Students Partner With Kentucky Refugee Ministries to Give Family New Home


LEXINGTON, Ky. (May 6, 2015)  Students enrolled in a College of Communication and Information course worked with the Kentucky Refugee Ministries (KRM) to provide a fully furnished apartment for a refugee family from the Congo as part of their class project this semester.

Students who worked on the project are junior geography major Lindsey Funke, freshman economics major Clay Thornton, freshman chemistry major Elizabeth Woodall, freshman nursing major Kaitlin Kilcourse and freshman biology and psychology major Hamza Ashfaq. They are in Allyson Beutke DeVito’s section of CIS 112, an accelerated composition and communication course that incorporates a service-learning component.

“All of our CIS 112 students complete at least 10 hours of community service around the Lexington community,” DeVito said.

Students collected donations of money, furniture and other items for the home through a Facebook group.  They used the donations to furnish the home and make it comfortable for the new family.  The students even helped the family settle into their new apartment on the night they arrived in Lexington.

“The joy on the sons’ faces as they saw that they each had their own beds was contagious and so humbling,” Kilcourse said.

After the family, KRM staff and the students arrived at the new home, there was a knock on the front door.  A fellow refugee family from the Congo brought dinner for the family.

“I was blown away by the generosity of those who have so little,” Kilcourse said.  “It was midnight by the time we arrived, and the woman who prepared the traditional meal had just given birth to a baby boy four days earlier, but she was so willing and happy to sacrifice her time to prepare this meal to welcome our family to the United States.”

Students learned more about refugees and their lives.  Kilcourse noted that The United Nations High Commissioner for Refugees describes a refugee as a person who has left his or her home country because of a well-founded fear of being persecuted for reasons of race, religion, nationality or membership of a particular social group or political opinion.

“However, I think the definition should include a description of refugees as people of great strength and courage who have overcome obstacles I would only face in my nightmares,” she said.  “The refugee community is one filled with stories of hope, hard work and perseverance.”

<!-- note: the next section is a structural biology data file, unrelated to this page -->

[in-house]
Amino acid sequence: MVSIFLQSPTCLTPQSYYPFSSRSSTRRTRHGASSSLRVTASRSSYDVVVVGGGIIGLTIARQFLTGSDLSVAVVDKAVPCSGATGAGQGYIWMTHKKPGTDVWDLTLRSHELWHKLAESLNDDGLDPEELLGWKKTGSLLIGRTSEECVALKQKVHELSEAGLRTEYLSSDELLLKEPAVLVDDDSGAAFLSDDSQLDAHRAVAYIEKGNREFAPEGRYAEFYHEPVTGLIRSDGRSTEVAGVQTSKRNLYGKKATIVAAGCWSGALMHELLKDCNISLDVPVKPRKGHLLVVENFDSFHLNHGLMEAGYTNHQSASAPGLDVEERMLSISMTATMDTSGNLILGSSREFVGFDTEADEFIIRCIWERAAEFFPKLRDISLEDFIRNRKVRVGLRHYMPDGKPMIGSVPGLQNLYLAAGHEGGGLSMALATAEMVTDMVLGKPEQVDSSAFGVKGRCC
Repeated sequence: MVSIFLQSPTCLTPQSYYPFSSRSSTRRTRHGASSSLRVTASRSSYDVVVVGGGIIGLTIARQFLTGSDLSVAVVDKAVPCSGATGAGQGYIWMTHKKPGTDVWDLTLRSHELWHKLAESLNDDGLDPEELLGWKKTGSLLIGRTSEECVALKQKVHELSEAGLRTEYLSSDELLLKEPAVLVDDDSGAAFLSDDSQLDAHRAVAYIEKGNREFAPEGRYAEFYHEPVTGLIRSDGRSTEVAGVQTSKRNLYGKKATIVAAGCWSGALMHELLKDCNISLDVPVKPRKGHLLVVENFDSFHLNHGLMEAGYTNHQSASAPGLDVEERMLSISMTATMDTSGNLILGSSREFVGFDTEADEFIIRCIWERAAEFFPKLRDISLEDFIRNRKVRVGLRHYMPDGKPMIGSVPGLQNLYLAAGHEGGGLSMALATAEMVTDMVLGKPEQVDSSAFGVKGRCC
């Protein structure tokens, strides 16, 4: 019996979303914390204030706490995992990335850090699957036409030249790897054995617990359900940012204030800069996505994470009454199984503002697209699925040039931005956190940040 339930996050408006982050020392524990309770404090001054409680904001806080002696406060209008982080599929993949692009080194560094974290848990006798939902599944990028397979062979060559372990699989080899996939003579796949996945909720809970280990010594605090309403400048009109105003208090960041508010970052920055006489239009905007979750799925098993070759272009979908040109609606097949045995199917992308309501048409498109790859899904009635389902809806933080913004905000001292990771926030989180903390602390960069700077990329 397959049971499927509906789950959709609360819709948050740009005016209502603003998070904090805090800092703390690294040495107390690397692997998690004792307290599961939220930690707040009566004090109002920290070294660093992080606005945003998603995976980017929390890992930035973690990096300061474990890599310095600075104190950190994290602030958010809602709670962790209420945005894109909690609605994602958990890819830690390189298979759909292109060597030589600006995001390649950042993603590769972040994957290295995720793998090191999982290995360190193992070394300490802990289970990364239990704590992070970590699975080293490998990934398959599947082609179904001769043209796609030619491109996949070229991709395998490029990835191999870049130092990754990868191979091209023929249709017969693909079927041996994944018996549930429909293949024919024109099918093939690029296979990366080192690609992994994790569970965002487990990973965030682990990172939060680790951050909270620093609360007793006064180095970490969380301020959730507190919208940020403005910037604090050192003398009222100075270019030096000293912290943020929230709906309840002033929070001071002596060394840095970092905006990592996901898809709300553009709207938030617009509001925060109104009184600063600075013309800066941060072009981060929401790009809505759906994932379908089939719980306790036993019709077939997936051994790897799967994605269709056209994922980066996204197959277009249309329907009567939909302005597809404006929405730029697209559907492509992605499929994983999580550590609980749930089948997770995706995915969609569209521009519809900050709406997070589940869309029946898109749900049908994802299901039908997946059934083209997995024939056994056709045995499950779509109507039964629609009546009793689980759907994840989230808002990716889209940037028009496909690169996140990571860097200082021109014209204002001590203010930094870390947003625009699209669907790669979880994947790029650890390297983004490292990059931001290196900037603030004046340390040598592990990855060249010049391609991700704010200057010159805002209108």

The refugee family inspired the students who helped them.

“They leave everything behind, which takes tremendous courage, strength, and resilience most of us could only dream about,” Thornton said.  “It is humbling and inspiring, to say the least.”

For Thornton, the idea of an American ‘melting pot’ became personified when he met the family. 

“As Americans, we always take pride in our heritage as a ‘melting pot’ representative of many peoples; yet, I cannot express how much more pride I experience in that sentiment after helping the refugee family resettle in Lexington,” Thorton said.

The project brought students, families and the UK community together for a common goal.

“Friends near and far contributed goods and donations to support the family,” Funke said.  “I was able to take a weekend and go home to collect apartment items with my grandmother, bringing my own family closer together through the project.”

The project brought people together, taught students a new perspective and helped a deserving family settle into a new home.

“The thoughtfulness and solidarity that the refugee community exudes should be an example for the rest of society on how to treat one another,” Kilcourse said.

Kentucky Refugee Ministries Inc. assists refugees who have been legally admitted to the United States as victims of warfare or other forms of persecution because of their religious or political beliefs. KRM, a nonprofit organization, is dedicated to providing resettlement services to refugees through faith- and agency-based co-sponsorship in order to promote self-sufficiency and successful integration into the community.  KRM is committed to offering access to community resources and opportunities and to promoting awareness of diversity for the benefit of the whole community.

For more information on Kentucky Refugee Ministries or to learn how to volunteer, visit

MEDIA CONTACT: Blair Hoover and Rebecca Stratton; 859-323-2395;,